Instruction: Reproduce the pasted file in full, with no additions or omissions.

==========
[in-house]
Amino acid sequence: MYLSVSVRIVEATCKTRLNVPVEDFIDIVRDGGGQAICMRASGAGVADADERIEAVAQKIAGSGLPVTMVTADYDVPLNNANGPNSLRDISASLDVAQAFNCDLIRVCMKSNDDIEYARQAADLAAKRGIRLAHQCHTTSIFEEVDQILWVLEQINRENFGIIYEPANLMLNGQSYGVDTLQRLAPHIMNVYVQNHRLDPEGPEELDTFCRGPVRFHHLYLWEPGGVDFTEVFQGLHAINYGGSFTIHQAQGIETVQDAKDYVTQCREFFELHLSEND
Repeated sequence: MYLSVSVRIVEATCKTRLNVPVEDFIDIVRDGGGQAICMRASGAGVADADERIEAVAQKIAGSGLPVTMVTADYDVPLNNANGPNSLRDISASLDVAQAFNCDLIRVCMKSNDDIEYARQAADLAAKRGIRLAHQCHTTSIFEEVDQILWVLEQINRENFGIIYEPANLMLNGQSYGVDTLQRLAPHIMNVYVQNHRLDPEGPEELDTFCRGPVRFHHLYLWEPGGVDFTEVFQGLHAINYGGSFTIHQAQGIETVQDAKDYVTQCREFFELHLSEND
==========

[in-house]
Amino acid sequence: MYLSVSVRIVEATCKTRLNVPVEDFIDIVRDGGGQAICMRASGAGVADADERIEAVAQKIAGSGLPVTMVTADYDVPLNNANGPNSLRDISASLDVAQAFNCDLIRVCMKSNDDIEYARQAADLAAKRGIRLAHQCHTTSIFEEVDQILWVLEQINRENFGIIYEPANLMLNGQSYGVDTLQRLAPHIMNVYVQNHRLDPEGPEELDTFCRGPVRFHHLYLWEPGGVDFTEVFQGLHAINYGGSFTIHQAQGIETVQDAKDYVTQCREFFELHLSEND
Repeated sequence: MYLSVSVRIVEATCKTRLNVPVEDFIDIVRDGGGQAICMRASGAGVADADERIEAVAQKIAGSGLPVTMVTADYDVPLNNANGPNSLRDISASLDVAQAFNCDLIRVCMKSNDDIEYARQAADLAAKRGIRLAHQCHTTSIFEEVDQILWVLEQINRENFGIIYEPANLMLNGQSYGVDTLQRLAPHIMNVYVQNHRLDPEGPEELDTFCRGPVRFHHLYLWEPGGVDFTEVFQGLHAINYGGSFTIHQAQGIETVQDAKDYVTQCREFFELHLSEND